For most of us, a Durable Power of Attorney is one of the most important estate planning documents that we will ever put in place. Whereas a Last Will and Testament addresses what will happen to our estates and assets after we have died, a Durable Power of Attorney addresses what will happen in the event that we should become incapacitated during our own lifetimes and therefore become unable to make both medical and financial decisions for ourselves. A Durable Power of Attorney allows us to appoint both primary and successor “Agents” or “Attorneys-in-Fact” who can step in and act on our behalf should we become incapacitated. Without a Durable Power of Attorney, no one would be able to step in and simply represent you and make decisions on your behalf. Instead, someone would have to seek to be appointed as your conservator or guardian by the court. That court process not only takes time and costs money, but, at the end of day, a judge may not choose the person you would have preferred. In addition, under a guardianship or conservatorship, your representative may have to seek court permission to take planning steps that he or she could otherwise simply implement immediatly under a Durable Power of Attorney. A Durable Power of Attorney may be limited or general in its scope and nature.
A limited Durable Power of Attorney may give someone the right to sign a deed to property on a day when you are out of town or to conduct a banking transaction on your behalf. A general Durable Power of Attorney is much more comprehensive in nature and will allow your Agent or Attorney-in-Fact to do anything on your behalf that you would otherwise be required to give consent to. A Durable Power of Attorney may also be either current or take effect immediately upon their execution, even if the understanding is that they will not be used until and unless the grantor becomes incapacitated. However, the document can also be written so that it does not become effective until such incapacity occurs. In such cases, it is very important that the standard for determining incapacity and triggering the power of attorney be clearly laid out in the document itself.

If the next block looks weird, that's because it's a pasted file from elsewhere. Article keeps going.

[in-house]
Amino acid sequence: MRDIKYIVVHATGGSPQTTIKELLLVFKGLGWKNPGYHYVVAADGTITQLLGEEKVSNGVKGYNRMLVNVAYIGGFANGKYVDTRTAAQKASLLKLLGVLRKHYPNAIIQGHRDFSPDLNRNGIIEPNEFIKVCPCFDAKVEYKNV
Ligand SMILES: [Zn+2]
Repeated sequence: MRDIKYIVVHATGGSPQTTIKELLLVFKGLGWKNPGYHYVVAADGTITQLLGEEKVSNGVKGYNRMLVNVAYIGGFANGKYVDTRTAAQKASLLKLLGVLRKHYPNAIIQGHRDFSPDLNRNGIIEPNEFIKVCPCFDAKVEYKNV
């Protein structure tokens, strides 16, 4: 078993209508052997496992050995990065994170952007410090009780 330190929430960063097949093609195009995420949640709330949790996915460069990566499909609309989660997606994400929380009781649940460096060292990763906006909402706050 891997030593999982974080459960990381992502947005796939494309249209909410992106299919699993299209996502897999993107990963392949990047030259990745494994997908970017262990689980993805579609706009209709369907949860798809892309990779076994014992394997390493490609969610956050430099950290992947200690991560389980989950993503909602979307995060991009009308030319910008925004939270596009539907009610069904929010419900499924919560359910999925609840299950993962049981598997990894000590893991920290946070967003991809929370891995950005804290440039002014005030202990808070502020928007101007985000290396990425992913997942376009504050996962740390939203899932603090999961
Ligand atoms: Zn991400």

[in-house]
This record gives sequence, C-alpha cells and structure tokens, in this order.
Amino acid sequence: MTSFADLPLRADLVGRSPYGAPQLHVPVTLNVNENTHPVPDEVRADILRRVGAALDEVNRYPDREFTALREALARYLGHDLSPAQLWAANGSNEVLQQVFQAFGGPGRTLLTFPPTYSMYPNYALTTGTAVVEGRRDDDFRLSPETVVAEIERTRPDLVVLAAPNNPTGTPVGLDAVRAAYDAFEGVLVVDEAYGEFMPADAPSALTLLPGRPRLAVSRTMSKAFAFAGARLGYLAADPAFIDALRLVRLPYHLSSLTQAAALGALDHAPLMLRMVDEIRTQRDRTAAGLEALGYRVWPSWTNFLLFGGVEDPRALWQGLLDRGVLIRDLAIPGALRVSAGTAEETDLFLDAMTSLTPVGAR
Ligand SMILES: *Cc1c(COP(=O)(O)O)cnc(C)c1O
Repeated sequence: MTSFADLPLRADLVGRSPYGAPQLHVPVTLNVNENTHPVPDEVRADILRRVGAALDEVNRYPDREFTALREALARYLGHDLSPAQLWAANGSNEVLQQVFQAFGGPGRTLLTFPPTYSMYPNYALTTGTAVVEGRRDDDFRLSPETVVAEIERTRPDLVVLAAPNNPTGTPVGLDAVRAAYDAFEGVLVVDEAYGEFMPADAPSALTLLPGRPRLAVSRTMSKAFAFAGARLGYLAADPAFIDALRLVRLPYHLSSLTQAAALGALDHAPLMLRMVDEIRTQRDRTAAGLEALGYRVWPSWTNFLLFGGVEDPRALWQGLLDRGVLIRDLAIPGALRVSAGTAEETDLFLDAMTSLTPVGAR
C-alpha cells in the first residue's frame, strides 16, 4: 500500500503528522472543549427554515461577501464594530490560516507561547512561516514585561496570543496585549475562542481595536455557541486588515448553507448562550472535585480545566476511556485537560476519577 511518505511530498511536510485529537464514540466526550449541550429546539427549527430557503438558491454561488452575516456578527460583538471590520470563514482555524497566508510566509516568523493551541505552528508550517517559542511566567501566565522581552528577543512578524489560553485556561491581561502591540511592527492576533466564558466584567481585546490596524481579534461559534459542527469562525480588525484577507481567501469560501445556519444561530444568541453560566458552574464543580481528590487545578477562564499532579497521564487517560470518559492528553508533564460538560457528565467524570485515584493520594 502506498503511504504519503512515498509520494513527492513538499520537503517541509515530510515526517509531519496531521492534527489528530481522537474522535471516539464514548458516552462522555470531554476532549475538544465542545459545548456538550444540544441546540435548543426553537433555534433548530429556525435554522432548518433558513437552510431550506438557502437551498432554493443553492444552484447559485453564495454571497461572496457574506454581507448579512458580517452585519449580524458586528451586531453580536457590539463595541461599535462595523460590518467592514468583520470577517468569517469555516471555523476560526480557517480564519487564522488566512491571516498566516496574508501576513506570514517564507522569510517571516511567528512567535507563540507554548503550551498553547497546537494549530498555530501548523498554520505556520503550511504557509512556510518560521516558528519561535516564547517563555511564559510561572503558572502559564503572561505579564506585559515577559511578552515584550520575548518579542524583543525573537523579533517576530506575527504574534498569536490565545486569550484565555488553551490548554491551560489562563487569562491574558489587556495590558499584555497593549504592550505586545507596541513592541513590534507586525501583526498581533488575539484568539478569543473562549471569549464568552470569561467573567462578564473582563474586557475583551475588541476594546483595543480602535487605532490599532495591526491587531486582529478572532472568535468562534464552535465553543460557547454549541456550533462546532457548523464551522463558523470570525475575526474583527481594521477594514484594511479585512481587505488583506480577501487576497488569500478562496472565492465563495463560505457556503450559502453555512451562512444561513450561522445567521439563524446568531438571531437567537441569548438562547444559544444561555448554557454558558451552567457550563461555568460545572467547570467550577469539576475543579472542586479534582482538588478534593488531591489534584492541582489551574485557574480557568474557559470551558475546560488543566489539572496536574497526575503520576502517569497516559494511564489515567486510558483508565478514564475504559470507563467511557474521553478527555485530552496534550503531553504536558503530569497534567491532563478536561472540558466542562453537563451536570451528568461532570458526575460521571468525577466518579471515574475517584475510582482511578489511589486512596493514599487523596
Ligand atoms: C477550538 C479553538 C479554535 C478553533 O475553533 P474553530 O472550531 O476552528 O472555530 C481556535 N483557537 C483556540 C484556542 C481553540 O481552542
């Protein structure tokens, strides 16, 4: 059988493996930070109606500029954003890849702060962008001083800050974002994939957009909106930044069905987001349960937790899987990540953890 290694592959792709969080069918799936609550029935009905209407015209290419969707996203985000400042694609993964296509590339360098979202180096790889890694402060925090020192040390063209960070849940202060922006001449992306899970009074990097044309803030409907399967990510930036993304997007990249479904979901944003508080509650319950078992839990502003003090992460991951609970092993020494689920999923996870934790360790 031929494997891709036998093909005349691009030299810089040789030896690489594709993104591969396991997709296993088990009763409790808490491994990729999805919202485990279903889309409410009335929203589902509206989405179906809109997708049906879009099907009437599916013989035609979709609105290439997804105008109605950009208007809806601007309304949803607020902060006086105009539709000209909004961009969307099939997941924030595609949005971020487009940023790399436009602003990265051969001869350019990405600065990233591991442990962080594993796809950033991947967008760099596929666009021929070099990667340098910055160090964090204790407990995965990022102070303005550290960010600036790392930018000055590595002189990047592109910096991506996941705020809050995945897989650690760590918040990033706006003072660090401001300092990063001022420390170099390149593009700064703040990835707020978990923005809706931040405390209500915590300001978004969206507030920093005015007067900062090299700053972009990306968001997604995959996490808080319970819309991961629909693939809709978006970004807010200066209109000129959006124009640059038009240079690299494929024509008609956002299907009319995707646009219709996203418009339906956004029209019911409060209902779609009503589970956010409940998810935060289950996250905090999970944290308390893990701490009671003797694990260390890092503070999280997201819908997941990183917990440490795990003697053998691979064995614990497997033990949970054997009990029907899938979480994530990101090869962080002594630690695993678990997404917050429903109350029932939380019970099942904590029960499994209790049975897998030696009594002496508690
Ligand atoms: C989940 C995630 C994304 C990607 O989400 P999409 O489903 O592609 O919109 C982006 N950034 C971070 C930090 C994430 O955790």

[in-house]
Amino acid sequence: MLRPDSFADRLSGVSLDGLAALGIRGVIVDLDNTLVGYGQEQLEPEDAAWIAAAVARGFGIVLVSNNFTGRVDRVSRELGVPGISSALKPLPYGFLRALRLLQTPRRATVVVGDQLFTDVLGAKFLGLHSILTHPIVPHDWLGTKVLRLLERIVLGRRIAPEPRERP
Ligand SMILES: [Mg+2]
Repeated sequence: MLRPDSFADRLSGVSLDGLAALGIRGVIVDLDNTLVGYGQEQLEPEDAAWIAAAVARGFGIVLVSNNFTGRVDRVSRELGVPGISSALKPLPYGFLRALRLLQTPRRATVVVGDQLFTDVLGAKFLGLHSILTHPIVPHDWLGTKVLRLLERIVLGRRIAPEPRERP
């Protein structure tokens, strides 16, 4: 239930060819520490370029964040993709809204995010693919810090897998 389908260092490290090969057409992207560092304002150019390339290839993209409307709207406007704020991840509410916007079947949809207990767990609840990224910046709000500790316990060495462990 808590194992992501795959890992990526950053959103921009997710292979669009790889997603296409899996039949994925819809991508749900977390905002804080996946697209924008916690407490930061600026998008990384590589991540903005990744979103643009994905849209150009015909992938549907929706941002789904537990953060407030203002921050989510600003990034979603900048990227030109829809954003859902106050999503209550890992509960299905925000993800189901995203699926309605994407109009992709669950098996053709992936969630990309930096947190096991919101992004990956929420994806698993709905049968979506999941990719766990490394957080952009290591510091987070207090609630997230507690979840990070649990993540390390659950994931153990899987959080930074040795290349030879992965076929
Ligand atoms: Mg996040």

However, one thing to keep in mind is that as an attorney I have seen and am aware that a number of my clients have reported to me that they have experienced increasing difficulty in getting banks or other financial institutions to recognize the authority of an agent under a Durable Power of Attorney. A certain amount of caution on the part of financial institutions is understandable: When someone steps forward claiming to represent the account holder, the financial institution wants to verify that the attorney-in-fact indeed has the authority to act for the principal. Still, some institutions go overboard, for example requiring that the attorney-in-fact indemnify them against any loss. Many banks or other financial institutions have their own standard power of attorney forms. To avoid problems, you may want to execute such forms offered by the institutions with which you have accounts. In addition, any attorneys counsel their clients to create Revocable Living Trusts in part to avoid this sort of problem with powers of attorney.
While you should seriously consider executing a durable power of attorney, if you do not have someone you trust to appoint it may be more appropriate to have the probate court looking over the shoulder of the person who is handling your affairs through a guardianship or conservatorship. In that case, you may execute a limited durable power of attorney simply nominating the person you want to serve as your conservator or guardian. Most states require the court to respect your nomination “except for good cause or disqualification.”
Remember, a well drafted Durable Power of Attorney, like Will and Living Will, is an extremely important element of a proper and well thought out estate plan.